Despite an 11-hour time difference, collaboration is progressing well between Auckland medical software company i-health and Wirral, an English health IT administrative region, on an electronic health record project for cancer patients.
That’s the view of Peter Marsh, Wirral’s deputy director of health informatics. “We’re trying to make a portable cancer record.”
The electronic health record (EHR) system is being trialled in the Wirral administrative region, in the north-west of England near Liverpool, which encompasses 2.4 million potential cancer patients, 8000 staff, 87 servers and a mainframe, among other elements, says Marsh.
When producing the framework for the EHR — which Marsh describes as “a cradle to grave record for all agencies” — foremost among the requirements was rock-solid security. “We’re approaching the point where Joe Public can sign on to a terminal and, through biometrics or some other form of ID, look at and data held about himself.”
The ability for patients to decide who can and who can’t view certain parts of their medical history is also considered paramount and is achieved through codes, keys and skeleton keys.
“The security model we’ve built enables us to selectively switch off certain views of data if the patient says ‘I don’t want the programme to be able to do that’,” says Marsh.
The project began when Wirral bid successfully for British government funding for an EHR project for cancer patients, says Marsh, who was in Auckland earlier this month for the Health Informatics New Zealand conference. After meeting i-health at a conference 18 months ago, “we compared notes”, a relationship was struck up and work began.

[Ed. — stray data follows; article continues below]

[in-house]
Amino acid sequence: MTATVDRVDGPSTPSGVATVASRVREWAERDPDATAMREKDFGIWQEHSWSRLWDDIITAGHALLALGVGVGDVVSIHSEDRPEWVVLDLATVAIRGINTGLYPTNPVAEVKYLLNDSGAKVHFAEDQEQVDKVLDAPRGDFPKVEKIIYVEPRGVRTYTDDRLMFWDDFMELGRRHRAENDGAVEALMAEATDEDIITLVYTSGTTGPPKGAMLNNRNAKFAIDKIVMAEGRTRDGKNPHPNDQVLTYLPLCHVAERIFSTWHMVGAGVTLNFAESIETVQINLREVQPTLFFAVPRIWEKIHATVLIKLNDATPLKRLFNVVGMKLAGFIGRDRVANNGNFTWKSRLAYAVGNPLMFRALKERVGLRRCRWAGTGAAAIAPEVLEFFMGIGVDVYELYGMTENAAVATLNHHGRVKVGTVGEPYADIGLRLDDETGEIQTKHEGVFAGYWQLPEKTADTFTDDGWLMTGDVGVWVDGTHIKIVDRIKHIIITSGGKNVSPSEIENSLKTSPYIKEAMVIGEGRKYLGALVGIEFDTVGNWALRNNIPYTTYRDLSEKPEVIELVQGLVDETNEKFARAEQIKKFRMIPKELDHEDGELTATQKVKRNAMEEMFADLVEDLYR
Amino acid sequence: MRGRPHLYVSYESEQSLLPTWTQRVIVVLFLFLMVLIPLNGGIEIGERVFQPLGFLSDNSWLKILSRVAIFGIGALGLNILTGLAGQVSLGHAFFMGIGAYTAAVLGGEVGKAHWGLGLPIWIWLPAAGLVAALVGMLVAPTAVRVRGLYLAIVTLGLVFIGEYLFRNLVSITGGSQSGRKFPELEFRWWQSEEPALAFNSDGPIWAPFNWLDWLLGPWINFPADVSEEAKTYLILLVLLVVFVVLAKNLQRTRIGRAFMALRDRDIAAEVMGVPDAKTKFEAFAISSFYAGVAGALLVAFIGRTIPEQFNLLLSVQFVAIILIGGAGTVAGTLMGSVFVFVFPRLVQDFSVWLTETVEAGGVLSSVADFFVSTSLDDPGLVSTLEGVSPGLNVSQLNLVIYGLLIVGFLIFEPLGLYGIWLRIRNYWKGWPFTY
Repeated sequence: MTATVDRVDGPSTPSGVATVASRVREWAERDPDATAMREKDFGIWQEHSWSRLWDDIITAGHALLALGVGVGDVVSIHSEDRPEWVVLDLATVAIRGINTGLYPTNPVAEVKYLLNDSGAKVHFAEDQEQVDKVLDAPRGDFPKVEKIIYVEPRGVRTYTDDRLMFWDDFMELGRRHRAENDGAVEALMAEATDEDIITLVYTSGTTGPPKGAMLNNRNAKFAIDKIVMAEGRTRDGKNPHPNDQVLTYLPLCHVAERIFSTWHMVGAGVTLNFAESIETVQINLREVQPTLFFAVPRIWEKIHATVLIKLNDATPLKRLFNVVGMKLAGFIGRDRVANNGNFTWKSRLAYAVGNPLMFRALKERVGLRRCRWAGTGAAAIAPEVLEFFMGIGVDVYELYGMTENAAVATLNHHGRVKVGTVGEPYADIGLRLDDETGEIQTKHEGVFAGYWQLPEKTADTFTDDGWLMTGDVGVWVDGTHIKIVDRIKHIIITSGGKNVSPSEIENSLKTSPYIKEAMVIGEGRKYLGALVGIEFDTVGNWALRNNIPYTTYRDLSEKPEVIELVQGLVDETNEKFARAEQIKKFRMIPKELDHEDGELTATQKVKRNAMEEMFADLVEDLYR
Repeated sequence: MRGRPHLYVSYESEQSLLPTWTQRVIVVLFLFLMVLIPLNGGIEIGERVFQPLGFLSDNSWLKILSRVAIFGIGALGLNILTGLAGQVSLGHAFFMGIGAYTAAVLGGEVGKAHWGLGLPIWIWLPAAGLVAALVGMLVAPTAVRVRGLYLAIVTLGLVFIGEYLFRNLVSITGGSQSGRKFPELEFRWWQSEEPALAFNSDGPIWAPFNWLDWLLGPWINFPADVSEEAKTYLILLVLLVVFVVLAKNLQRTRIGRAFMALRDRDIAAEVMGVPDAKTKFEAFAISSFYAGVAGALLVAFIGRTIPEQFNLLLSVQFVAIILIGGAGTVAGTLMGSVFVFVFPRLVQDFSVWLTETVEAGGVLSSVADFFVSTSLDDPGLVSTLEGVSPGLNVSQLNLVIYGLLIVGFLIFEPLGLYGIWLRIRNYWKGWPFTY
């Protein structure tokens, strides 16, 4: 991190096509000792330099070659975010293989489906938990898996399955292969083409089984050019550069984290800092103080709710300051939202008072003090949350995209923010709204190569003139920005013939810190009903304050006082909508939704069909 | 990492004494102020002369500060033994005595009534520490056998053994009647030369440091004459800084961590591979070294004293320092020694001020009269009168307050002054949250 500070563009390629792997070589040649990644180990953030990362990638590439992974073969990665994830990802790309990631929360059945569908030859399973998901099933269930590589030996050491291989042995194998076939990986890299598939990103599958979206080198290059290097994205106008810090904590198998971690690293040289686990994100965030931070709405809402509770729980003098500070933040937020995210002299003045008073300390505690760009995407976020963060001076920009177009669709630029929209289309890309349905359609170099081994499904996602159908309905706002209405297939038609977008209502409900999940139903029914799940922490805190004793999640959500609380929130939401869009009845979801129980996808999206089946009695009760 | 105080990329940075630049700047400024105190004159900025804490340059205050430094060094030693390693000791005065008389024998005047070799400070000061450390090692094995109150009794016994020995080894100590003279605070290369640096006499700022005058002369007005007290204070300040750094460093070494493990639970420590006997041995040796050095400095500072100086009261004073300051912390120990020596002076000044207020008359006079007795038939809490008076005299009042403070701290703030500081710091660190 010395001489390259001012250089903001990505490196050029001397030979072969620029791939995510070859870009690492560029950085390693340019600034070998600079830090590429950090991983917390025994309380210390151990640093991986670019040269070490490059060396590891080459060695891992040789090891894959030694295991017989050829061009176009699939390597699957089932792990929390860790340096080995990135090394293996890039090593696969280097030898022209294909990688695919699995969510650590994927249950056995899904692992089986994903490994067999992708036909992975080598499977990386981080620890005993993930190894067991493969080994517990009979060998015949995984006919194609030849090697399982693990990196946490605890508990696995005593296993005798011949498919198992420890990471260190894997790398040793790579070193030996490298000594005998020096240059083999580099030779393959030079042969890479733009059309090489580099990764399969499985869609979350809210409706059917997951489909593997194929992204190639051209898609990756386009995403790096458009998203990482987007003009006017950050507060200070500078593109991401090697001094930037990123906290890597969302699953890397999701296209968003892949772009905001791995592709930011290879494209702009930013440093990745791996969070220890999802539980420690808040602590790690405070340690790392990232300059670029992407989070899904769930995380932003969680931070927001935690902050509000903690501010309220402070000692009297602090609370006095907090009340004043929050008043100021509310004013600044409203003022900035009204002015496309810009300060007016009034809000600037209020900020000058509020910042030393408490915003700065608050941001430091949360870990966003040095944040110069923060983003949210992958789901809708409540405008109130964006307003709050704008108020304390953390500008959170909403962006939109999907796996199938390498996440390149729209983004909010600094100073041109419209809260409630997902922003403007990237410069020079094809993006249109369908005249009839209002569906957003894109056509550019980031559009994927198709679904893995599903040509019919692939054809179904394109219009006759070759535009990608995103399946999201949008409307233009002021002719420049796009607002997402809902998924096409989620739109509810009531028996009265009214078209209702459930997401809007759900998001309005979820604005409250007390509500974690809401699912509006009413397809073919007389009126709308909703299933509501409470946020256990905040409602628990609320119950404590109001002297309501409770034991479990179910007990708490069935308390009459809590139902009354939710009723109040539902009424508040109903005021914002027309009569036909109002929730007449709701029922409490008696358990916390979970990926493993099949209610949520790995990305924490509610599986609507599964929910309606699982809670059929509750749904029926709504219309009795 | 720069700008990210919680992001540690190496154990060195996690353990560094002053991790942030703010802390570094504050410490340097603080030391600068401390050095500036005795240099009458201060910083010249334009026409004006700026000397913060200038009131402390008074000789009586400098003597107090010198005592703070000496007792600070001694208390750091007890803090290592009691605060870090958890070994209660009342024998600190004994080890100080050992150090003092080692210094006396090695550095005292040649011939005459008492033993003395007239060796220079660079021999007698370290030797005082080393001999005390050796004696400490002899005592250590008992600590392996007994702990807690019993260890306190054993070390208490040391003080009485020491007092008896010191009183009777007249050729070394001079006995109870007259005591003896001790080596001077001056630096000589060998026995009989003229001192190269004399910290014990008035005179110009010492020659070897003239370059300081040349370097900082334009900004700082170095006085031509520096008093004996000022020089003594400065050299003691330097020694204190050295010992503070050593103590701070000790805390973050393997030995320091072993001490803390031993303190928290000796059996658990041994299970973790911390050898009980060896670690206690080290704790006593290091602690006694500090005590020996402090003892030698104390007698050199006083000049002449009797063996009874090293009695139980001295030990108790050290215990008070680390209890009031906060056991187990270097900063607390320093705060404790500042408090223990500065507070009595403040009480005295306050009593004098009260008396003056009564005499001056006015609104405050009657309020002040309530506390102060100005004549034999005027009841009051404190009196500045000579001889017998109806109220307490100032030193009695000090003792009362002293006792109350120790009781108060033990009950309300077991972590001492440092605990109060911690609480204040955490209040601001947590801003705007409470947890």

Marsh says the Wirral-i-health EHR has the potential to be “the de facto standard” for the Wirral region, though under British National Health Service rules, a formal proposals tender will have to be done with other EHR providers having the right to bid. “The pilot, so far, is a research project.”
I-health market development director Niqui Keen says the company is “engaging with a number of NHS trusts” about the EHR product and talking to potential supplier partners.
Another New Zealand company that has developed an EHR is Doctor Global. Doctor Global chief executive Roger Gower says the Doctor Global EHR is the only web-based personal health record in the world that can be controlled by the patient, whereas i-health’s Wirral trial is taking the community view; EHRs also come in the clinician view format.
Gower says Doctor Global has received interest from the US and European markets.